The Motor City’s most spectacular and fascinating blunder, the Edsel became a case study in corporate failure. This rare promotional film reveals some of the marketing strategy behind the disaster. Great car lore, watch.
(Note: At Mac’s Motor City Garage, we’re permanently intrigued with the Edsel story. Check out our other features, including the 1958-1960 Edsel Spotter’s Guide, a road test featuring Tom McCahill, and a product introduction by none other than Henry Ford II.)
Introduced with tremendous fanfare by the Ford Motor Co. on September 4, 1957, the Edsel was, as much as anything, a high-level marketing exercise. This original promotional clip reveals some of the market strategy behind the E-car, as it was known internally—and inadvertently, it also shows where everything went wrong.
Product planners intended the Edsel to slot in above Ford and below Mercury in the company’s vertical model hierarchy. But in fact, there was less than a $125 price gap between the top-of-the-line Ford Fairlane 500 ($2,598) and the base Mercury Monterey ($2,721). However, at the 1:10 mark in the video below, note that no fewer than four separate Edsel models are introduced—Pacer, Ranger, Citation, Corsair—and in two wheelbases and 18 different body styles, including hardtops and sedans, convertibles, and two and four-door wagons. It was a castle in the air. A sprawling range of models and trim levels had been developed for a price segment that didn’t really exist.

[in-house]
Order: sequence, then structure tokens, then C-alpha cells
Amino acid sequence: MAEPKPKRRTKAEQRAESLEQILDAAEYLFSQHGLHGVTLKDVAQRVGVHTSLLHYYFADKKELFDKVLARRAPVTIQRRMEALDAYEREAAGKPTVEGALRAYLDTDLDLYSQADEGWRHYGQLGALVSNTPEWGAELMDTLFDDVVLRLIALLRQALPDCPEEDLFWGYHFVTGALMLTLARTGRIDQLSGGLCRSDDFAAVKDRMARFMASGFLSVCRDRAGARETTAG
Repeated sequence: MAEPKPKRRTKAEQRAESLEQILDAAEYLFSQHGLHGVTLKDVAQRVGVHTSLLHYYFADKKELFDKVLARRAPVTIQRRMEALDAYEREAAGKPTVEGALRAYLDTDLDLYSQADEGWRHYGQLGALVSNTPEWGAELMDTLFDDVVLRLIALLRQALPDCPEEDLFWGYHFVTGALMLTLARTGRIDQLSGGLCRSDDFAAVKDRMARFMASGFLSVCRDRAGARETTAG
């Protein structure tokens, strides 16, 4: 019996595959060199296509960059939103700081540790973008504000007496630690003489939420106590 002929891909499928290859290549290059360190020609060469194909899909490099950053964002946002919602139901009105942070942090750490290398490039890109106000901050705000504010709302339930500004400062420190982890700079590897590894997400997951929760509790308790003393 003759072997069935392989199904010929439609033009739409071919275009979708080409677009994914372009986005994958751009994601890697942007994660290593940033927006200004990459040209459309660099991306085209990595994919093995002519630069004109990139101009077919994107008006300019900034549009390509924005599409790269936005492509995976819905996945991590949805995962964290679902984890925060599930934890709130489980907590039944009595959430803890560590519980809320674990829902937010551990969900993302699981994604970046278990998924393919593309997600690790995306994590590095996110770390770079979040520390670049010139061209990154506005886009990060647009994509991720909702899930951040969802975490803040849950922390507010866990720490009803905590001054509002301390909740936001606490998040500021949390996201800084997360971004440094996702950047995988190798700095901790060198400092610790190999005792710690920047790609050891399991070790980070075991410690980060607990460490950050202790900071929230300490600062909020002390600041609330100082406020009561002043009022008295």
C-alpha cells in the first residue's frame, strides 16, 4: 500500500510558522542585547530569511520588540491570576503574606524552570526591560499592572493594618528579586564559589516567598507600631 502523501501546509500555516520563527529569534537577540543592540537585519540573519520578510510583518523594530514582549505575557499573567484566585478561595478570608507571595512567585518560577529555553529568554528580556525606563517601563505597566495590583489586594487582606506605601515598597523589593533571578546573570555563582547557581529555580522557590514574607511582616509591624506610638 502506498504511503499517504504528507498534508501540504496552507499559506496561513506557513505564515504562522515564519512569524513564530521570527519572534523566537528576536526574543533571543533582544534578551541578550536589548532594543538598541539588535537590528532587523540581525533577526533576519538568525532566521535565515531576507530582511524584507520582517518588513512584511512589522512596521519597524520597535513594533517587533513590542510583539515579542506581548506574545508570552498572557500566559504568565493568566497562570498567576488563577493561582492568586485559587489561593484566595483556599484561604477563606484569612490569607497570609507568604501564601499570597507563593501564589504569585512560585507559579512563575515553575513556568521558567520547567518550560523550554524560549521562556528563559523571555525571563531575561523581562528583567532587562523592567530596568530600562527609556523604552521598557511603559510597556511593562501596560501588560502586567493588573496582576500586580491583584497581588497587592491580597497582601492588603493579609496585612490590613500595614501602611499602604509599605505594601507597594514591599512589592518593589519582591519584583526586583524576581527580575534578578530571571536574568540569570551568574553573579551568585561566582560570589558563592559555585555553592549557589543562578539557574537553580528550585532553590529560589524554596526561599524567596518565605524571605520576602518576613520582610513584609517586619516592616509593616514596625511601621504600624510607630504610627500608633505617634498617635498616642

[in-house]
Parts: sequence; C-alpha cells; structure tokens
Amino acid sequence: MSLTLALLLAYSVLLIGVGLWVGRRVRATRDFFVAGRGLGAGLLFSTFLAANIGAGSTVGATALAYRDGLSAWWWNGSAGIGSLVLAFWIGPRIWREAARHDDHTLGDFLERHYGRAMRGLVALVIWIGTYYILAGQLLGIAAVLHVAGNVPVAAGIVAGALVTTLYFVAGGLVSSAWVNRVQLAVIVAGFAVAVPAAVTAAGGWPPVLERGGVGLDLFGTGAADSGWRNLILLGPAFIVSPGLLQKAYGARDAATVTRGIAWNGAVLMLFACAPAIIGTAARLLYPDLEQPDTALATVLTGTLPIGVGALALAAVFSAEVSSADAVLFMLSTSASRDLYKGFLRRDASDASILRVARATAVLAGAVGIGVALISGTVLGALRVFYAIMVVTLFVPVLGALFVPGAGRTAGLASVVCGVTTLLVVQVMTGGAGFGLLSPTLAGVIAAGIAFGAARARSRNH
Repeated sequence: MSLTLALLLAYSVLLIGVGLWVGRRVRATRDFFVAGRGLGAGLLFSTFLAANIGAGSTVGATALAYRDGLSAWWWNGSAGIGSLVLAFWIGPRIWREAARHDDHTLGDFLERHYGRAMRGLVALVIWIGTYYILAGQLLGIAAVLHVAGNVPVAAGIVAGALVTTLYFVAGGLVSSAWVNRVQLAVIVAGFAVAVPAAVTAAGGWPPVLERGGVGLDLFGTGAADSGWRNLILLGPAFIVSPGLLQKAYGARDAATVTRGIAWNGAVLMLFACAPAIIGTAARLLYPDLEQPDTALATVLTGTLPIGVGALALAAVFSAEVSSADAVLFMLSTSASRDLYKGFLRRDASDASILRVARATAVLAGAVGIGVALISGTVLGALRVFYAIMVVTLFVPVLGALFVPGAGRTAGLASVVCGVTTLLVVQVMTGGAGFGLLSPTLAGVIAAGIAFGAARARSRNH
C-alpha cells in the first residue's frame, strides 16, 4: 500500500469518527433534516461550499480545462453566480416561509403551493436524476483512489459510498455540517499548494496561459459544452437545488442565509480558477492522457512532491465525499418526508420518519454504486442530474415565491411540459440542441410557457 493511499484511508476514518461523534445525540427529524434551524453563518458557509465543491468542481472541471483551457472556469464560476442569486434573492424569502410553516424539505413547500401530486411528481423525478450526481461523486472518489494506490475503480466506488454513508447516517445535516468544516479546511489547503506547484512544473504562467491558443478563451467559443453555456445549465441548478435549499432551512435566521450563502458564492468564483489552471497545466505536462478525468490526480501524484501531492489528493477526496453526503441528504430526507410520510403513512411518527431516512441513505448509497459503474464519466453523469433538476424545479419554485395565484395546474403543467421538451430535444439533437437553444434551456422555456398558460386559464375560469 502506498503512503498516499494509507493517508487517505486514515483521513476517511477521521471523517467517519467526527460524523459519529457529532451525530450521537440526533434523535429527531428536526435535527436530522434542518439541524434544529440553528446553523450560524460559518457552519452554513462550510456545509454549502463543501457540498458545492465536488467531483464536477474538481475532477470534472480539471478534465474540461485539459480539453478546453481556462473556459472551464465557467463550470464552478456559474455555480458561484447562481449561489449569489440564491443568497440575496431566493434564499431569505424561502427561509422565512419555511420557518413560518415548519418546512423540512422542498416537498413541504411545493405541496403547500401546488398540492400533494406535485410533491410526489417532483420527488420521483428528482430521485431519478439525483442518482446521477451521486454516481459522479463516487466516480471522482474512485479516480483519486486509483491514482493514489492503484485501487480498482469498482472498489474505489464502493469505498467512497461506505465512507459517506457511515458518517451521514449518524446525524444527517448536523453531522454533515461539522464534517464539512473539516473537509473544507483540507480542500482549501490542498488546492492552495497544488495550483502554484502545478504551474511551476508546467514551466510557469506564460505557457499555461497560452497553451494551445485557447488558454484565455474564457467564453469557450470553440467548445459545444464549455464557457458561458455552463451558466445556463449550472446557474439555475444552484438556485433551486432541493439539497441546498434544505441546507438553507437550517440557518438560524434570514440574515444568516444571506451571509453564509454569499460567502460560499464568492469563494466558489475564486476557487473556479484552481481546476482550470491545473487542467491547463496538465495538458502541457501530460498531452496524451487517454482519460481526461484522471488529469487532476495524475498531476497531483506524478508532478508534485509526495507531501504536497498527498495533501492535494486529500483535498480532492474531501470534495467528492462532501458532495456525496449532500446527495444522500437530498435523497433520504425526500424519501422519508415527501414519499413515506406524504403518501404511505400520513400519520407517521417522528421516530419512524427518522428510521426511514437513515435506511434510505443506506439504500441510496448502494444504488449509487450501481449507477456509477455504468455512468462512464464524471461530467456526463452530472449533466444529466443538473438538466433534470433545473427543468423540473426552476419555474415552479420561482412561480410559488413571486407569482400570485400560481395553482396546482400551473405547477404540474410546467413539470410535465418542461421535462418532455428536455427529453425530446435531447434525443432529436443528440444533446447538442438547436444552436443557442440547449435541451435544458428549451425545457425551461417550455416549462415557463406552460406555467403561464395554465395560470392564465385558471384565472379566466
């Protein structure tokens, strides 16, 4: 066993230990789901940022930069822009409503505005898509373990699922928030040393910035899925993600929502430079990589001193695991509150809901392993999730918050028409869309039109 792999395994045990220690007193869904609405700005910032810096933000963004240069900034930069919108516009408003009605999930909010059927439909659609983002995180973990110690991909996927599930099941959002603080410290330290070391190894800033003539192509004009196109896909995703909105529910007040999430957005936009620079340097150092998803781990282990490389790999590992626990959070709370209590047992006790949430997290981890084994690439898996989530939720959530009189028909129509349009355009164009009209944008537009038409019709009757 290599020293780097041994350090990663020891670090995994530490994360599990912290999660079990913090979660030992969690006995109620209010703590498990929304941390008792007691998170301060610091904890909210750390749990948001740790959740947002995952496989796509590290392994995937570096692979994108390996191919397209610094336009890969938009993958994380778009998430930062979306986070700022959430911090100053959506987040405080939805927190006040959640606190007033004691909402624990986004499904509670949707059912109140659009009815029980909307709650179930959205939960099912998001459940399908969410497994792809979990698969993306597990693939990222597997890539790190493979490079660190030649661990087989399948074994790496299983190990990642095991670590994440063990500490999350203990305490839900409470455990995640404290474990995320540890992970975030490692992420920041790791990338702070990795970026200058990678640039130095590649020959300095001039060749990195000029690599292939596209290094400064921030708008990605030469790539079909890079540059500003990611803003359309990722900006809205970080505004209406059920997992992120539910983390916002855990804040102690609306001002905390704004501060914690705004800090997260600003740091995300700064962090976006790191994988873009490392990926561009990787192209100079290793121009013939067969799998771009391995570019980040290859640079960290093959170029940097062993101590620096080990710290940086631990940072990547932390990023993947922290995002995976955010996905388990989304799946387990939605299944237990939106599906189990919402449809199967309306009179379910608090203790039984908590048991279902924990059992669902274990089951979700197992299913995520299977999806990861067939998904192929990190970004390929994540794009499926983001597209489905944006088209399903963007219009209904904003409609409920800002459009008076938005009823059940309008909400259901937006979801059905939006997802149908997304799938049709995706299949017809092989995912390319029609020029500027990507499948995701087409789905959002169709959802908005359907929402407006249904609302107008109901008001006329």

All too aware of the lack of an economic case for their new product, the E-car team worked overtime to differentiate the Edsel from the rest of Ford’s offerings, with bold and distinctive design and novel technical features including Teletouch push-button automatic transmission. But alas, consumers failed to warm up to the unusual styling, from the horseshoe grille to the boomerang tail lamps. Meanwhile, the new mechanical features developed a reputation for being bug-ridden and troublesome. By introduction day, senior Ford executives were already smelling disaster, though the company was still wearing a brave face in public, as the video shows. Enjoy.